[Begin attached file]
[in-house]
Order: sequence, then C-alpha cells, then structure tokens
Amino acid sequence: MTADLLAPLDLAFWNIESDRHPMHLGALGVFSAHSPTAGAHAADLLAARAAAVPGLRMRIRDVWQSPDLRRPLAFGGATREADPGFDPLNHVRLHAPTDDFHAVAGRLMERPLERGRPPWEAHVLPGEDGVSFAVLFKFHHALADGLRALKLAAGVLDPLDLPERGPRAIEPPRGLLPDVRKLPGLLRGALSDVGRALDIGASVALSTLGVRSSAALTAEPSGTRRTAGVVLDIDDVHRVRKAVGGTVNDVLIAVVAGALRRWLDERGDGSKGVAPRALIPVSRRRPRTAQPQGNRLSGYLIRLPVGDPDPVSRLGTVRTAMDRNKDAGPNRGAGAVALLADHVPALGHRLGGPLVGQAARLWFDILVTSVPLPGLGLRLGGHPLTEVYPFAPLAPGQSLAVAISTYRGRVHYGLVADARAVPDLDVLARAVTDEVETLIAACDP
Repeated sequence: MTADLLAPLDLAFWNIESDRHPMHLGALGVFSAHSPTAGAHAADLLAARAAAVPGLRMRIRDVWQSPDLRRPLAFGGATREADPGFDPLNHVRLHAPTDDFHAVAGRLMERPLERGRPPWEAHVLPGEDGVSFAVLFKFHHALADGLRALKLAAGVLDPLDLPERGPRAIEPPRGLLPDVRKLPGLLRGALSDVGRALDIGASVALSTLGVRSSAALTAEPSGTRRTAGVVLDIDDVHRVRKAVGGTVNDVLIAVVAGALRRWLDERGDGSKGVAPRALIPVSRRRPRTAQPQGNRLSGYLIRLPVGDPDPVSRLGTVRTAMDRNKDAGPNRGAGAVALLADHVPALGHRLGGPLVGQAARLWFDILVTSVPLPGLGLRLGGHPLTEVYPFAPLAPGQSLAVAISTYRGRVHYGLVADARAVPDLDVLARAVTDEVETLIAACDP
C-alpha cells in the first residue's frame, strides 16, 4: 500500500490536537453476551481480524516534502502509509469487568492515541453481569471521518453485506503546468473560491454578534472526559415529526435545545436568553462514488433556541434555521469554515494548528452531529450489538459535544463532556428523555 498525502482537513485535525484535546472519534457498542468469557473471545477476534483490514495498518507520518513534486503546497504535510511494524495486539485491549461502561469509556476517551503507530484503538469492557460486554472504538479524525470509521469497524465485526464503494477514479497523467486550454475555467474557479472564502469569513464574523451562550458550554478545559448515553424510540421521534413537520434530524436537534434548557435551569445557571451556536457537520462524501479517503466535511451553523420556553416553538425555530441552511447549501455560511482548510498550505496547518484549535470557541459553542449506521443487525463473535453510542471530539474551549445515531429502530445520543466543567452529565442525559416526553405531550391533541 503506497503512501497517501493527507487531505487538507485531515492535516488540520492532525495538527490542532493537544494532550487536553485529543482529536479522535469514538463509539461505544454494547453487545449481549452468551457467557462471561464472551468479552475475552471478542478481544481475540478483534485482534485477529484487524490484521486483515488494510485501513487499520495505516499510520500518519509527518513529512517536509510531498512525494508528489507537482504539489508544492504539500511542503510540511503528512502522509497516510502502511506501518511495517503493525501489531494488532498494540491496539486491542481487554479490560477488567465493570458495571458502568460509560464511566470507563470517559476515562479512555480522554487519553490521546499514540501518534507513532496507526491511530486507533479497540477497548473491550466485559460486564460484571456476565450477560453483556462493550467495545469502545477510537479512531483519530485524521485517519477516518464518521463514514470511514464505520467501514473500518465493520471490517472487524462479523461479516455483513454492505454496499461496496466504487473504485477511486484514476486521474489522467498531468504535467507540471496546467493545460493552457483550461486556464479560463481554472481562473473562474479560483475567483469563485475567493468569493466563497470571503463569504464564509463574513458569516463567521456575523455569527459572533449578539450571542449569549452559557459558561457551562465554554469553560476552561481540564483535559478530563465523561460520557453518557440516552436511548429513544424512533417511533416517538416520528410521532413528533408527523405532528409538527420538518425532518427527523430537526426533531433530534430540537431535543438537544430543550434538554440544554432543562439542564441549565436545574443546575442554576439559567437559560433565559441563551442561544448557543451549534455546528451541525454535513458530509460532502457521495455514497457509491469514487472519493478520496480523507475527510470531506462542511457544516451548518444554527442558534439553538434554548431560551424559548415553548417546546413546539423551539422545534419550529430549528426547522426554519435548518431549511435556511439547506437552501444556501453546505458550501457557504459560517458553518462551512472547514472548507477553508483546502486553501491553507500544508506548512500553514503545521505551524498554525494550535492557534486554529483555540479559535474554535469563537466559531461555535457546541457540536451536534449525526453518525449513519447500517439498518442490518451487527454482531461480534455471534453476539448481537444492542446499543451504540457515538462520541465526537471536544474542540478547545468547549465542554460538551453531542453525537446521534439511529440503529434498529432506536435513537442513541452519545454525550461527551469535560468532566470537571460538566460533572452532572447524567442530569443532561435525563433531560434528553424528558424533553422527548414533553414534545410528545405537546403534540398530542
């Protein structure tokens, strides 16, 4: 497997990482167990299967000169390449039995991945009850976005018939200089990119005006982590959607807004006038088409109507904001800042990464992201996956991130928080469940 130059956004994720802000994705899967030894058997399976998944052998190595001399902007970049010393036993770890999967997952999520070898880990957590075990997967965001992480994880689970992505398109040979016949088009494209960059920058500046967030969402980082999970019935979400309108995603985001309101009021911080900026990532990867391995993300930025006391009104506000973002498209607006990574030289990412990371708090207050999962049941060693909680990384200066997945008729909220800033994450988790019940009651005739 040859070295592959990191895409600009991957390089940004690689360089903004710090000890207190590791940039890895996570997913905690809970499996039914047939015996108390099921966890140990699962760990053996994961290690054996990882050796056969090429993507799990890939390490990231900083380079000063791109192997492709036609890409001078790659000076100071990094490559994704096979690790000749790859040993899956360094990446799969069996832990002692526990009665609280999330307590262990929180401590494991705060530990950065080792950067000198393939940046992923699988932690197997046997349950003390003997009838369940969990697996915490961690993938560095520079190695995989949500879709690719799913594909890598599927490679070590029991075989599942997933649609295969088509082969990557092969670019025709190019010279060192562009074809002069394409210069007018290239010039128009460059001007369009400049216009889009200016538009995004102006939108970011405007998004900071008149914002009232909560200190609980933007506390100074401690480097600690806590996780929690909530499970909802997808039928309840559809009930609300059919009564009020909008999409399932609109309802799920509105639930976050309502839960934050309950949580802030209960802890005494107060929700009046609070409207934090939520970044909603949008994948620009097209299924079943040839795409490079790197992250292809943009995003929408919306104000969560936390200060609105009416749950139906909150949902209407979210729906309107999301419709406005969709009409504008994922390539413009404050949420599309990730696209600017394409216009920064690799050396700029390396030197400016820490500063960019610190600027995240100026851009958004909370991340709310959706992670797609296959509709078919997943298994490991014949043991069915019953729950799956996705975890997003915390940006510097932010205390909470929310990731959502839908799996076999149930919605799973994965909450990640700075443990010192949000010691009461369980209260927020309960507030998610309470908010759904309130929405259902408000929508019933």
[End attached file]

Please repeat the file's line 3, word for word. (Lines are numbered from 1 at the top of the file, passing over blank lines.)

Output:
Amino acid sequence: MTADLLAPLDLAFWNIESDRHPMHLGALGVFSAHSPTAGAHAADLLAARAAAVPGLRMRIRDVWQSPDLRRPLAFGGATREADPGFDPLNHVRLHAPTDDFHAVAGRLMERPLERGRPPWEAHVLPGEDGVSFAVLFKFHHALADGLRALKLAAGVLDPLDLPERGPRAIEPPRGLLPDVRKLPGLLRGALSDVGRALDIGASVALSTLGVRSSAALTAEPSGTRRTAGVVLDIDDVHRVRKAVGGTVNDVLIAVVAGALRRWLDERGDGSKGVAPRALIPVSRRRPRTAQPQGNRLSGYLIRLPVGDPDPVSRLGTVRTAMDRNKDAGPNRGAGAVALLADHVPALGHRLGGPLVGQAARLWFDILVTSVPLPGLGLRLGGHPLTEVYPFAPLAPGQSLAVAISTYRGRVHYGLVADARAVPDLDVLARAVTDEVETLIAACDP